PNP welcomes probe into arrest of activist but denies law is being weaponized

Franco Luna - Philstar.com
PNP welcomes probe into arrest of activist but denies law is being weaponized
Various human rights groups and progressive including Karapatan held protests on March 7 at the Commission on Human Rights compound to condemn the Bloody Sunday raids in Calabarzon region that resulted in nine deaths and six arrests.
Karapatan / released

MANILA, Philippines — The Philippine National Police on Tuesday welcomed the investigation by the Commission on Human Rights on the arrest of Anakbayan Naga chair Sasah Sta. Rosa. 

To recall, Sta. Rosa was arrested at her home in May over supposed illegal possession of firearms and explosives—the usual charges slapped on left-leaning progressives. 

As in many other raids on progressive groups, Sta. Rosa's family was made to lie on the ground while cops searched their home for over half an hour. The family and supporters assert the charges are trumped-up, and the CHR has called for an investigation into the arrest and what it claimed was the weaponization of the law against state dissenters. 

In a statement, Police Gen. Guillermo Eleazar, PNP chief insisted that the PNP is not weaponizing the law and is only serving legitimate operations. 

“I would like to assure the CHR that the men and women of the police organization do not weaponize the law. It is not the PNP’s way to use the law to attack any citizen whom we are sworn to protect and serve. Our role is only to enforce what the law provides,” Eleazar said.

"The PNP maintains that our men follow the police operating procedure in serving search or arrest warrants."

RELATED: PNP failed to follow protocols in many drug operations, Guevarra tells UN rights body

This claim comes despite well-documented, and still unaddressed, cases of police violating their own operational protocol. 

Even the Department of Justice has admitted that the national police failed to verify its own claim that drug suspects resisted arrest. Many of these "nanlaban" cases resulted in the deaths of their targets.

The police chief also implied that the targeting of activists and government critics in many of its operations was a mere coincidence. 

“Every time we have police operations, especially the service of search or arrest warrants, the defense of individuals who just happen to be members of progressive groups that we have come to expect is the allegation that our operation is illegal or that they were harassed or planted evidence on," Eleazar said. 

"Each action of our police must be in accordance with the law because our law enforcers will be meaningless if we ourselves do not follow the law. I assure the CHR that the PNP will continue to fulfill its mandate."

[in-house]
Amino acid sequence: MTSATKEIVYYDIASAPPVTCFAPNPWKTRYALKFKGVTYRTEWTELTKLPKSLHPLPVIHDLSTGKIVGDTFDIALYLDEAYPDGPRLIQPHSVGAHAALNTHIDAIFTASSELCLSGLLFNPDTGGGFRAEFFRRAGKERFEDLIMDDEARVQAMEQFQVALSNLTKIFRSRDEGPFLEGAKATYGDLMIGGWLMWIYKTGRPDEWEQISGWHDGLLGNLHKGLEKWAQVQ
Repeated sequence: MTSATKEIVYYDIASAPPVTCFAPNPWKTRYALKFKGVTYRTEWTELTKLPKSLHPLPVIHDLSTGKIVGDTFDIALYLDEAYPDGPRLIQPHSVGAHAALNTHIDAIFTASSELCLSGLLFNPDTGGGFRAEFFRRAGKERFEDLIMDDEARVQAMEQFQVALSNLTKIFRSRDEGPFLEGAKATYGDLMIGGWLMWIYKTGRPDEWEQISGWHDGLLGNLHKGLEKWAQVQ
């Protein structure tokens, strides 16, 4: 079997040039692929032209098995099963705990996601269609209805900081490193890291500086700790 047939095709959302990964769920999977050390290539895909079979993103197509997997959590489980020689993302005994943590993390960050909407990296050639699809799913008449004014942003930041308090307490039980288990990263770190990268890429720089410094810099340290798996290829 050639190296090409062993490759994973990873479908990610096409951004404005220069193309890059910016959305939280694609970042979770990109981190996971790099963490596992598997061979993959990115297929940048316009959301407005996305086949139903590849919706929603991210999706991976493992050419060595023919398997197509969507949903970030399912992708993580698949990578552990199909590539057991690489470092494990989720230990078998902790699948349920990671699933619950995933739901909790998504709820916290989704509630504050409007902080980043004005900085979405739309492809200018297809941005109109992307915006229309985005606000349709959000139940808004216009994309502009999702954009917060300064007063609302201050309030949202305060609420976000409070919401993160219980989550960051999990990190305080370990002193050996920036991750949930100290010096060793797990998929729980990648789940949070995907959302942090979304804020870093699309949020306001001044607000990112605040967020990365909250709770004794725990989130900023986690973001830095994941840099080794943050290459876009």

READ: 'By the book': A look at quarantine incidents and police operational procedures

'PNP not weaponizing the law'

That state forces weaponize the law against perceived enemies is not a new nor baseless claim.

Rights groups both here and abroad—from local monitor Karapatan to Amnesty International, New York-based Human Rights Watch, and the Office of the United Nations High Commissioner for Human Rights—have all acknowledged "damning evidence" of police planting evidence to justify arrests and even killings, many of which disproportionately involve progressive groups and suspected drug personalities.

But the police chief in his statement was careful to deny these criticisms, pointing to the presumption of regularity. 

"This can only be overturned by clear and convincing proof to the contrary because otherwise, I am sure we have been flooded with various nuisance cases from the accused who just want to get away with their crime," he said.

The Supreme Court in a 2019 decision has said that "the presumption of regularity in the performance of official duty...stands only when no reason exists in the records by which to doubt the regularity of the performance of official duty."

Eleazar did not address the common pattern in the arrests and killings of activists, including the same charges being slapped on them along with the search warrants signed by the same judges. 

“If there are claims of police irregularity and they feel they have evidence to support that allegation, it is well within their rights to file a complaint. We are open to any investigation and whatever the outcome, we will accept and abide,” he added.

Eleazar said that he is looking forward to the finalization of protocols by the Supreme Court on the use of body-worn cameras in police operations, particularly in the service of arrest or search warrants.

“This is a big help in addressing doubts over legitimate operations. This will also serve as protection for our people from the few corrupt ones in our ranks," he said.

READ: EJKs and abuse just a narrative by critics, Palace rights panel assures cops



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